The excitement is really beginning to build for the start of our Euro campaign on Monday when we face the Czech Republic. Everyone I’ve been speaking to lately is asking me about Scotland’s chances and saying that they are very positive about our chances of qualifying from our group. I agree with their optimism although, having followed Scotland for many years in numerous World Cup and Euro finals, I’m well aware that this was the case prior to the first match every time we awaited the start of the tournament.

On many occasions, we were actually a more fancied participant going into the competition because of the quality players we possessed and the form that proceeded us taking part. The best examples of this were 1974 and ’78 where we had players such as Bremner, Law, Jordan. Dalglish, McQueen, McGrain, Jardine, Gemmill and Souness in our squad. Nevertheless, as in every case so far, we failed to qualify from our group and have never enjoyed the emotion of supporting our country in the final rounds of a major contest. Maybe this time, although the positivity is there, the expectation is not so great because we are all just delighted to have finally qualified for the finals. It is incredible though, and who could ever have predicted this in years past, that we would be in a tournament final with two of our games being at Hampden. This is a major turnaround in events and one we should try and take full advantage of.

The squad has certainly developed well with Steve Clarke’s influence and I could even see a further gradual improvement in the system and individual talent coming through in the friendlies against Holland and Luxembourg. The only issue I had with the Luxembourg game is that we missed a number of goal-scoring chances. We won’t get as many chances in any of our forthcoming group matches but maybe it will make the players more precise if they know that any chance that comes along could be crucial to our qualification hopes. I still feel that it would be best to play with one striker so that we have more control in midfield. We have midfield players are are also strong attackers and when support for the striker comes from deeper, it is often harder for defensive players to anticipate and restrict. This is why I would have McTominay, Armstrong, McGregor and McGinn in the team with Adams as the front man.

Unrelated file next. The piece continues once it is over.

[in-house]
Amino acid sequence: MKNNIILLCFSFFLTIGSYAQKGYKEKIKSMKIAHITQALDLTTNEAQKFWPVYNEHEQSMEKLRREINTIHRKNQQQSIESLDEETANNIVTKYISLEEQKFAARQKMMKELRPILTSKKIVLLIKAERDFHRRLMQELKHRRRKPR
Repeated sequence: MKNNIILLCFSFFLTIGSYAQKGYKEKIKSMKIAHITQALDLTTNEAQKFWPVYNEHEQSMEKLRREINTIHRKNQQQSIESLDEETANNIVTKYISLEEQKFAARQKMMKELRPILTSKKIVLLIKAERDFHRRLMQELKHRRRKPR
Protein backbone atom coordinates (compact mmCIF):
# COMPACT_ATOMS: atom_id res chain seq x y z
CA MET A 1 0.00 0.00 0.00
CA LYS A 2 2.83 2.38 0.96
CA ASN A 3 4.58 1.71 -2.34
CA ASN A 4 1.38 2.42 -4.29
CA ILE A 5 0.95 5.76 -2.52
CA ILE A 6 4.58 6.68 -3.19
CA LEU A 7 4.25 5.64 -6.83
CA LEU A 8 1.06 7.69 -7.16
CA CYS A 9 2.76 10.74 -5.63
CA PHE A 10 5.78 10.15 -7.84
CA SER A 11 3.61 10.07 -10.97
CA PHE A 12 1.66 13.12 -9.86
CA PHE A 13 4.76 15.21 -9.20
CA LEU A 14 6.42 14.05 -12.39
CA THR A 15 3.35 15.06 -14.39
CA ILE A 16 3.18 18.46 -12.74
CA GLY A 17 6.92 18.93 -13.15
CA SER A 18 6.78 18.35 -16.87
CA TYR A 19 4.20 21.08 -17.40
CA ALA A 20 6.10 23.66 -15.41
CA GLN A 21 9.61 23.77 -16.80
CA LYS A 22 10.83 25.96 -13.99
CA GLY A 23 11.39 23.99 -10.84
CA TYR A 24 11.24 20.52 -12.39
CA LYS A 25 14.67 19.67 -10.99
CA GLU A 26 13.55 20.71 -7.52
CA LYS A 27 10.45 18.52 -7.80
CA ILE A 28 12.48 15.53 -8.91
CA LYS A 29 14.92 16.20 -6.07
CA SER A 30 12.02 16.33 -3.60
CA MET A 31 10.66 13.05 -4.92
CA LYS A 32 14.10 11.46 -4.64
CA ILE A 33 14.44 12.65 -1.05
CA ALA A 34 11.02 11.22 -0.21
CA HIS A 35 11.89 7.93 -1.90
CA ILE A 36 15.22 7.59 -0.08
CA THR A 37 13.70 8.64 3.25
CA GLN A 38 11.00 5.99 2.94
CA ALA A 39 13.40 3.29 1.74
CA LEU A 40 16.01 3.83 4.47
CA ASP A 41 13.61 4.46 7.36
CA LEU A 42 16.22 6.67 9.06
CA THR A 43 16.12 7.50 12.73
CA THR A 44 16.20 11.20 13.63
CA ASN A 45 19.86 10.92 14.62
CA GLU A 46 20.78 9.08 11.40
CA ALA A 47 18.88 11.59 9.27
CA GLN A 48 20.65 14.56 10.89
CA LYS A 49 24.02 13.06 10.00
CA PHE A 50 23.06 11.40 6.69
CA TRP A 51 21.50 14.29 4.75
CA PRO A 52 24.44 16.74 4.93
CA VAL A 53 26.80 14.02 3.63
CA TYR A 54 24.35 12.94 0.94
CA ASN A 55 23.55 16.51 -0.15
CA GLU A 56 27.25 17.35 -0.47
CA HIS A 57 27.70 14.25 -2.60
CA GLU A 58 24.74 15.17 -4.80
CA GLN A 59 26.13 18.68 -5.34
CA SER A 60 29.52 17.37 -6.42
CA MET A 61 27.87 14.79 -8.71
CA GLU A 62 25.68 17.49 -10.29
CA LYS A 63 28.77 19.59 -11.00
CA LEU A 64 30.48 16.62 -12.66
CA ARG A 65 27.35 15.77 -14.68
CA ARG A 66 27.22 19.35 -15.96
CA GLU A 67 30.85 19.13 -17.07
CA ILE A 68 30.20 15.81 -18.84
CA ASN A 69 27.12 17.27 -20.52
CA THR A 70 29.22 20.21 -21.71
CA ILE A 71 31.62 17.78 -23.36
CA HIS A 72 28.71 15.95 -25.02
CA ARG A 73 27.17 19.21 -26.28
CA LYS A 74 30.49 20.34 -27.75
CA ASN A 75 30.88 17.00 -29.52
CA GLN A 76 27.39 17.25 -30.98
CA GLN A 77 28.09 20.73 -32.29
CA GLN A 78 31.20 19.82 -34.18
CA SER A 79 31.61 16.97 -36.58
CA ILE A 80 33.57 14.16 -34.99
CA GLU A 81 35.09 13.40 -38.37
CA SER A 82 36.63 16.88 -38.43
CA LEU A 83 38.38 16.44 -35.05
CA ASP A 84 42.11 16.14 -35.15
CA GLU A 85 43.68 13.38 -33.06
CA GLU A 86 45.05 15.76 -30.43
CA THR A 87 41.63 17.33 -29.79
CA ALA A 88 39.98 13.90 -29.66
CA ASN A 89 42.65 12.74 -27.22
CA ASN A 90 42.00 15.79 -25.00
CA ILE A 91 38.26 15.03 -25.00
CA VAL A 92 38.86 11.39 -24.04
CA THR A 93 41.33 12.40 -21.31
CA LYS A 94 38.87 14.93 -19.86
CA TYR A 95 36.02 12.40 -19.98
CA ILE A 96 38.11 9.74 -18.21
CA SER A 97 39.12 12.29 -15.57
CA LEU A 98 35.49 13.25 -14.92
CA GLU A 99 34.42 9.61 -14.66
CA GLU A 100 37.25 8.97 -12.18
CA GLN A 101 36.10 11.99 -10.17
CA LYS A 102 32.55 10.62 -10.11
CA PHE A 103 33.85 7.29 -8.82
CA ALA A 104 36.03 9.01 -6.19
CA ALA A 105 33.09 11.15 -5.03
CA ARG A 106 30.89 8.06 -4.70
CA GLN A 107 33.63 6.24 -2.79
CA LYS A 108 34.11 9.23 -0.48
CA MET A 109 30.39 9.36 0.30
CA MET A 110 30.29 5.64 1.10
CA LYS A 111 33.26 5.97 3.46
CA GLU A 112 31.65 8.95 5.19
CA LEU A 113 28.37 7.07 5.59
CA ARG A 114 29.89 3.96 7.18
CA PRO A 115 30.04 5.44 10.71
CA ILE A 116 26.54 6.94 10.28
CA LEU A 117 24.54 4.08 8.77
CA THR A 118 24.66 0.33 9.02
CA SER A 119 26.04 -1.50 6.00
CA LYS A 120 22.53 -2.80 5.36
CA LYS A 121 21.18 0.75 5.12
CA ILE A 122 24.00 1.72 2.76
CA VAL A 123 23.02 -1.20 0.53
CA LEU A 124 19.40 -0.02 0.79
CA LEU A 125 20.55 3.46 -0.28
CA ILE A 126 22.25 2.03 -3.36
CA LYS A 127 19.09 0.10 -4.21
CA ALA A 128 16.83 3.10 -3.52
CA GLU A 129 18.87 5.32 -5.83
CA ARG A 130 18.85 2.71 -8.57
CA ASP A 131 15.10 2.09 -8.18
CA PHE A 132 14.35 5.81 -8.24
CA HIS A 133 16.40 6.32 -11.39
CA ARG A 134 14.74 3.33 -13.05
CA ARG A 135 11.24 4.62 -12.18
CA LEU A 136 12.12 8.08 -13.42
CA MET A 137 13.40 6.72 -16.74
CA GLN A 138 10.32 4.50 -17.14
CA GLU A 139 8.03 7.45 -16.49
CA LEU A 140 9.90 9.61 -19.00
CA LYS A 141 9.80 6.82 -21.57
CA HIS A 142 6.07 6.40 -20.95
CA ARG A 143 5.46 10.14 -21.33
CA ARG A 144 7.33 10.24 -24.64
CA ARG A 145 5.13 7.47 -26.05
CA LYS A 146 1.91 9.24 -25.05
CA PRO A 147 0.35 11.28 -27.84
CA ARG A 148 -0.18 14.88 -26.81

If striker Adams tires as the game goes on because he is having to work on his own, then we have a suitable target-man replacement in Dykes. He can also do a good linking-up job and will benefit from coming on against defenders who will also be running out of steam. Should we require a goal then the ideal scenario would be to introduce Kevin Nesbit to play alongside Dykes as they could be a good combination. Nesbit is more mobile and is certainly a player who could use his pace and positional sense to get the necessary scoring opportunities. Clarke will obviously have an idea on the exact team and system required for each match as this can change according to the opposition set-up. I do think he’s got the right idea with playing a back five and he’ll stick with it for the three matches.  

This time next week I’ll be analysing how it’s gone over the first two games and I really hope that my positivity has been ratified. The fact that 16 out of 24 teams qualify from the group stages and that two of our matches are are Hampden will give us an obvious air of disappointment if we don’t make the last 16. Sadly though, that’s something the older generation are very used to. I believe a minimum of four points will see us through, so fingers crossed. Let’s really enjoy this event as we’ve waited such a long time for it.


It’s often forgotten that this is a sad time for many of the young players who have been trying to win an extended contact with their professional club. This is when the club tell the young player if he’s being kept or released. The Development Squad group is the final stage of making it through to the first team squad but as I found in my research into the system, more than 90 per cent of the players playing in their final year at this level, are released by their clubs. Some will already have experienced interest from other professional clubs but many won’t and can be devastated by being rejected at this stage. What these young players need to do is treat this setback as a motivation to show the decision makers they have made a big mistake. It’s happened in many cases in the past and you only need to consider that Jamie Vardy was released by Sheffield Wednesday and Andy Robertson by Celtic as youth players to realise that mistakes are often made but with the correct attitude, the player can go on to have a successful career despite this early setback.